7 Fascinating Facts About the Second World War That You Might Not Know

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Soldiers jumping off of their boat and marching towards Omaha Beach on D-Day during the Second World War
“Into the Jaws of Death” taken on D-Day, 6 June 1944. National Archives // Public Domain

The Second World War took place between the years 1939-1945 and was an international war between two opposing military alliances known as the Allies and the Axis. The Allies were made up of several counties, with the ‘big four’ being the Soviet Union, China, Britain, and the USA. The Axis was led by Hitler and the Nazi Party of Germany, with Italy and Japan as its allies. Due to the length of the war and how widespread it was, there is a lot to study for the Second World War, here are just a few interesting facts about the Second World War. 

1. The cost of the war was greater than any other in history.

It is estimated that the war cost the US $4 trillion, with the overall cost to the governments involved being estimated at $1,000,000,000,000. Of course, the biggest cost in war is the death which comes with it, which is estimated at being between 50 and 70 million people, with 80% of these deaths coming from China, Germany, Poland, and Russia, and half of these casualties were civilians. Civilians were often killed on their home front, some by bombs, some by invasion, and in the case of the USSR, due to a terrible famine which cost the lives of many. There was also the Holocaust, in which the Nazis killed millions of Jewish people and other minority groups living in Germany and the countries they occupied. Thus, the Second World War is known as the most destructive war in all history as it cost more money, damaged more property, and killed more people than any other war.

Swastika carved into the Snoldelev Stone from the 9th century. It was used over a thousand years before Nazi Germany existed.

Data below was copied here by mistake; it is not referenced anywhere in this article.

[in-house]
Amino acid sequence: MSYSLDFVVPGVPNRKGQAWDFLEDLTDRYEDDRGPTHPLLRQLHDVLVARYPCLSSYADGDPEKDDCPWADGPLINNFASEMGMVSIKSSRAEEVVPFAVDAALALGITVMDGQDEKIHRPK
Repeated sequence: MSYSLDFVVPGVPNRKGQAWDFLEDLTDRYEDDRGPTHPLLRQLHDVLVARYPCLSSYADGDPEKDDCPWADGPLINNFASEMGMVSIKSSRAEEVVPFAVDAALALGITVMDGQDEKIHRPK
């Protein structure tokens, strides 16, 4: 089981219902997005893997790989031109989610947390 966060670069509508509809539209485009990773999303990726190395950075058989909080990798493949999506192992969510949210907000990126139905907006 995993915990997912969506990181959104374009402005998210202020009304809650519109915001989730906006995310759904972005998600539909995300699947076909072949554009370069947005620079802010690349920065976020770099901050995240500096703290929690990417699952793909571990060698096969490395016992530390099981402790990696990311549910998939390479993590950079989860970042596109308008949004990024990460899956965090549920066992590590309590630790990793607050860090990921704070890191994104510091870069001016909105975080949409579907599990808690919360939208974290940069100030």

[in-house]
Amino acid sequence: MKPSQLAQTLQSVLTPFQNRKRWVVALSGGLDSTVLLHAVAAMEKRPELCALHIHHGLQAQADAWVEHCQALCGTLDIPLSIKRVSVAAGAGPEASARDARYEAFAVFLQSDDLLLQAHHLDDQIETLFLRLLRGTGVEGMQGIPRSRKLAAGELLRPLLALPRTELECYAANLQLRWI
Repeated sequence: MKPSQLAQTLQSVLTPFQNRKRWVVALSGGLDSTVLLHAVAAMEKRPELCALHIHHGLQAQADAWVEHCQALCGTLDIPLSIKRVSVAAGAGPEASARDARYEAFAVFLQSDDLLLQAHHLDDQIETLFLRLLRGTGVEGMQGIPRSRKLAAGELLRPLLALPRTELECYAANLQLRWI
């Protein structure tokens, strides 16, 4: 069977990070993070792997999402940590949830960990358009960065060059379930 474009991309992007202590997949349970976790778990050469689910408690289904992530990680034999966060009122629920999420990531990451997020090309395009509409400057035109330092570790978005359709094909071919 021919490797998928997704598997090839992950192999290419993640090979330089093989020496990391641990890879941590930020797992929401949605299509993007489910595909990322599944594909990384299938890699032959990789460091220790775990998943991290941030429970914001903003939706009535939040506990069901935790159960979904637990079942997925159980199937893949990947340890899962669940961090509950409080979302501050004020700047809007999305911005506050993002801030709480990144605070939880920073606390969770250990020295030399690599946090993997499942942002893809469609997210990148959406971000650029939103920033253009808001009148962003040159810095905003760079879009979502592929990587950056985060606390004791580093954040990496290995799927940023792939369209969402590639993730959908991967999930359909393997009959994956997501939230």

The swastika used by Nazi Germany had historical relevance before them. Here it is seen on the Snoldelev Stone dated to the 9th Century. Wikimedia Commons // Public Domain

2. There was historical inspiration behind the key features of the Nazi party. 

The Nazi symbols, the salute and the swastika, are very recognisable. But these symbols actually had previous historical relevance. 

The swastika is a geometric design that is seen in several different cultures, including the Greeks, Native Americans, and Hindu cultures. It usually meant different things but was most commonly associated with peace, for example in Sanskrit it was a symbol of fertility and good fortune. 

Hitler was even inspired by the history of Germany in naming the Nazi reign over Germany the ‘Third Reich’. This is because the First Reich was from 962 to 1806 when Germany was part of the Holy Roman Empire, the Second Reich was from 1871 to 1918 when it was the German Republic. Then before Hitler Germany was called the Weimar Republic after the loss of the First World War up until 1933.

3. The official dates of the Second World War are debated.

Although most historians agree that the Second World War began with Hitler’s first sign of aggression against Poland on September 1st, 1939, others have debated its official starting date. Some historians have referenced Japanese aggressive movements as early as 1931 as what should be considered the starting date, seeing as Japan was a German ally. Some scholars believe that the Second World War was just a continuation of the First World War, and the break was always intended to allow Britain and France to be able to rebuild their forces. Moreover, Japan and Russia never formally declared an end of hostilities against each other, so did the war technically ever end for them?